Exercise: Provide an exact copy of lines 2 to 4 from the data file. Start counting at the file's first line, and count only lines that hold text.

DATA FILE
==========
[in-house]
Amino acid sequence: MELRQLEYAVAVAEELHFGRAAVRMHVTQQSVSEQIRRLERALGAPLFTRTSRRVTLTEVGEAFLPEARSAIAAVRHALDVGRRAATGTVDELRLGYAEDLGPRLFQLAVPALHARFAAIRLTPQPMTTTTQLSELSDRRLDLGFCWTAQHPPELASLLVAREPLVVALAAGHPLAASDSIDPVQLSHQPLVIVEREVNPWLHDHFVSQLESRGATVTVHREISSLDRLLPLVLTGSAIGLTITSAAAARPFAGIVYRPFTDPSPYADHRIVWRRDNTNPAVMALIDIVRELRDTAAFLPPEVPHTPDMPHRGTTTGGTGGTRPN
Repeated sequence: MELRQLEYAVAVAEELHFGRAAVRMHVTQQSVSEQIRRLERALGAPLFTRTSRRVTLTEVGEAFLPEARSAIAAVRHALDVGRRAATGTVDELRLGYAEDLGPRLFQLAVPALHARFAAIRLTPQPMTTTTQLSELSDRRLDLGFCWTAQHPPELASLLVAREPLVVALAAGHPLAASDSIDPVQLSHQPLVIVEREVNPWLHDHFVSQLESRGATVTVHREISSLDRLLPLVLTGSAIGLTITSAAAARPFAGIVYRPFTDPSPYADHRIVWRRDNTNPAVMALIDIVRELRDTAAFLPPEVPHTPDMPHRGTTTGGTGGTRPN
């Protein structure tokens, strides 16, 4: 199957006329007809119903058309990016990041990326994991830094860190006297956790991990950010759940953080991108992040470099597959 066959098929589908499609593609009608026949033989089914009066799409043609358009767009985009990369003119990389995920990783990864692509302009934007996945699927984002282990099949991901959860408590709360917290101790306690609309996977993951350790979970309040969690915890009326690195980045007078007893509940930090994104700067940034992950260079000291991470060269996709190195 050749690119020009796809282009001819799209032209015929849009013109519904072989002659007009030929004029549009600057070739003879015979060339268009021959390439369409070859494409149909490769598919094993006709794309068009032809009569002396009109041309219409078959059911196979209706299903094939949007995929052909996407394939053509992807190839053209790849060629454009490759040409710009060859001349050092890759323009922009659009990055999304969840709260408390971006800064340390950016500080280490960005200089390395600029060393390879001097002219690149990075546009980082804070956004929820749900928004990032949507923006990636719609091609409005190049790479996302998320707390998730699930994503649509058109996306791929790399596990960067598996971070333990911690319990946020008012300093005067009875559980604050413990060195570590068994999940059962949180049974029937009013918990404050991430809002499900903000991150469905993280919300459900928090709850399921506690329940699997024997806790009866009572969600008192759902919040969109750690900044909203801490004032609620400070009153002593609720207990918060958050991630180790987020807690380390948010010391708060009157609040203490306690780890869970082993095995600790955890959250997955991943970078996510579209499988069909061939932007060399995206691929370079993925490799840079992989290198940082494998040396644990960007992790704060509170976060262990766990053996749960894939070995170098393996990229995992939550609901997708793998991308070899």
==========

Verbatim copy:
Amino acid sequence: MELRQLEYAVAVAEELHFGRAAVRMHVTQQSVSEQIRRLERALGAPLFTRTSRRVTLTEVGEAFLPEARSAIAAVRHALDVGRRAATGTVDELRLGYAEDLGPRLFQLAVPALHARFAAIRLTPQPMTTTTQLSELSDRRLDLGFCWTAQHPPELASLLVAREPLVVALAAGHPLAASDSIDPVQLSHQPLVIVEREVNPWLHDHFVSQLESRGATVTVHREISSLDRLLPLVLTGSAIGLTITSAAAARPFAGIVYRPFTDPSPYADHRIVWRRDNTNPAVMALIDIVRELRDTAAFLPPEVPHTPDMPHRGTTTGGTGGTRPN
Repeated sequence: MELRQLEYAVAVAEELHFGRAAVRMHVTQQSVSEQIRRLERALGAPLFTRTSRRVTLTEVGEAFLPEARSAIAAVRHALDVGRRAATGTVDELRLGYAEDLGPRLFQLAVPALHARFAAIRLTPQPMTTTTQLSELSDRRLDLGFCWTAQHPPELASLLVAREPLVVALAAGHPLAASDSIDPVQLSHQPLVIVEREVNPWLHDHFVSQLESRGATVTVHREISSLDRLLPLVLTGSAIGLTITSAAAARPFAGIVYRPFTDPSPYADHRIVWRRDNTNPAVMALIDIVRELRDTAAFLPPEVPHTPDMPHRGTTTGGTGGTRPN
């Protein structure tokens, strides 16, 4: 199957006329007809119903058309990016990041990326994991830094860190006297956790991990950010759940953080991108992040470099597959 066959098929589908499609593609009608026949033989089914009066799409043609358009767009985009990369003119990389995920990783990864692509302009934007996945699927984002282990099949991901959860408590709360917290101790306690609309996977993951350790979970309040969690915890009326690195980045007078007893509940930090994104700067940034992950260079000291991470060269996709190195 050749690119020009796809282009001819799209032209015929849009013109519904072989002659007009030929004029549009600057070739003879015979060339268009021959390439369409070859494409149909490769598919094993006709794309068009032809009569002396009109041309219409078959059911196979209706299903094939949007995929052909996407394939053509992807190839053209790849060629454009490759040409710009060859001349050092890759323009922009659009990055999304969840709260408390971006800064340390950016500080280490960005200089390395600029060393390879001097002219690149990075546009980082804070956004929820749900928004990032949507923006990636719609091609409005190049790479996302998320707390998730699930994503649509058109996306791929790399596990960067598996971070333990911690319990946020008012300093005067009875559980604050413990060195570590068994999940059962949180049974029937009013918990404050991430809002499900903000991150469905993280919300459900928090709850399921506690329940699997024997806790009866009572969600008192759902919040969109750690900044909203801490004032609620400070009153002593609720207990918060958050991630180790987020807690380390948010010391708060009157609040203490306690780890869970082993095995600790955890959250997955991943970078996510579209499988069909061939932007060399995206691929370079993925490799840079992989290198940082494998040396644990960007992790704060509170976060262990766990053996749960894939070995170098393996990229995992939550609901997708793998991308070899």